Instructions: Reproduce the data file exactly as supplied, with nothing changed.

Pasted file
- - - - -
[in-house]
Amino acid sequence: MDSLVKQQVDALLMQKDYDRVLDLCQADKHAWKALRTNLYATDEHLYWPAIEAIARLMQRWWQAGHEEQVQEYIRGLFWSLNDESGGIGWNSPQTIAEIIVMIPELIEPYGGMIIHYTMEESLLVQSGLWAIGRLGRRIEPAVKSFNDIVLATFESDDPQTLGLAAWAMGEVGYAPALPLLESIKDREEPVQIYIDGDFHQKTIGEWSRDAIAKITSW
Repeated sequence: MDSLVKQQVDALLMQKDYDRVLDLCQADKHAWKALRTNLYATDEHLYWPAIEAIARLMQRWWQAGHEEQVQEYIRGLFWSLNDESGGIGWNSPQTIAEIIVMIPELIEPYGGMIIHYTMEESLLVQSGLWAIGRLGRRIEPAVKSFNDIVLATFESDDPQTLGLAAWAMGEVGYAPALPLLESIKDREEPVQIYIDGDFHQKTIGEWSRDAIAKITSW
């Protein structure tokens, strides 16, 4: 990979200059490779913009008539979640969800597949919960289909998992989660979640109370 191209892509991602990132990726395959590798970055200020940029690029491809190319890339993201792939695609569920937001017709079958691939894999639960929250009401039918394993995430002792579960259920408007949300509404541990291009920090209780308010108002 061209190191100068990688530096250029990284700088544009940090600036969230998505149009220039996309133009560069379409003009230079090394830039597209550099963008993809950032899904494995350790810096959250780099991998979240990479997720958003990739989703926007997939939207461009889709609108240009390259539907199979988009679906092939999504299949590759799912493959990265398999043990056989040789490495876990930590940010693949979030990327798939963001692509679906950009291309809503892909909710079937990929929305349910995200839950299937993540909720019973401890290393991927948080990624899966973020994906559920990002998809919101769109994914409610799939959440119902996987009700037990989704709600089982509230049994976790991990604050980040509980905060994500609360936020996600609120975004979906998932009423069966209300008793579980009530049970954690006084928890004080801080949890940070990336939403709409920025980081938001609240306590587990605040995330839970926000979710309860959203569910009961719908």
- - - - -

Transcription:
[in-house]
Amino acid sequence: MDSLVKQQVDALLMQKDYDRVLDLCQADKHAWKALRTNLYATDEHLYWPAIEAIARLMQRWWQAGHEEQVQEYIRGLFWSLNDESGGIGWNSPQTIAEIIVMIPELIEPYGGMIIHYTMEESLLVQSGLWAIGRLGRRIEPAVKSFNDIVLATFESDDPQTLGLAAWAMGEVGYAPALPLLESIKDREEPVQIYIDGDFHQKTIGEWSRDAIAKITSW
Repeated sequence: MDSLVKQQVDALLMQKDYDRVLDLCQADKHAWKALRTNLYATDEHLYWPAIEAIARLMQRWWQAGHEEQVQEYIRGLFWSLNDESGGIGWNSPQTIAEIIVMIPELIEPYGGMIIHYTMEESLLVQSGLWAIGRLGRRIEPAVKSFNDIVLATFESDDPQTLGLAAWAMGEVGYAPALPLLESIKDREEPVQIYIDGDFHQKTIGEWSRDAIAKITSW
């Protein structure tokens, strides 16, 4: 990979200059490779913009008539979640969800597949919960289909998992989660979640109370 191209892509991602990132990726395959590798970055200020940029690029491809190319890339993201792939695609569920937001017709079958691939894999639960929250009401039918394993995430002792579960259920408007949300509404541990291009920090209780308010108002 061209190191100068990688530096250029990284700088544009940090600036969230998505149009220039996309133009560069379409003009230079090394830039597209550099963008993809950032899904494995350790810096959250780099991998979240990479997720958003990739989703926007997939939207461009889709609108240009390259539907199979988009679906092939999504299949590759799912493959990265398999043990056989040789490495876990930590940010693949979030990327798939963001692509679906950009291309809503892909909710079937990929929305349910995200839950299937993540909720019973401890290393991927948080990624899966973020994906559920990002998809919101769109994914409610799939959440119902996987009700037990989704709600089982509230049994976790991990604050980040509980905060994500609360936020996600609120975004979906998932009423069966209300008793579980009530049970954690006084928890004080801080949890940070990336939403709409920025980081938001609240306590587990605040995330839970926000979710309860959203569910009961719908």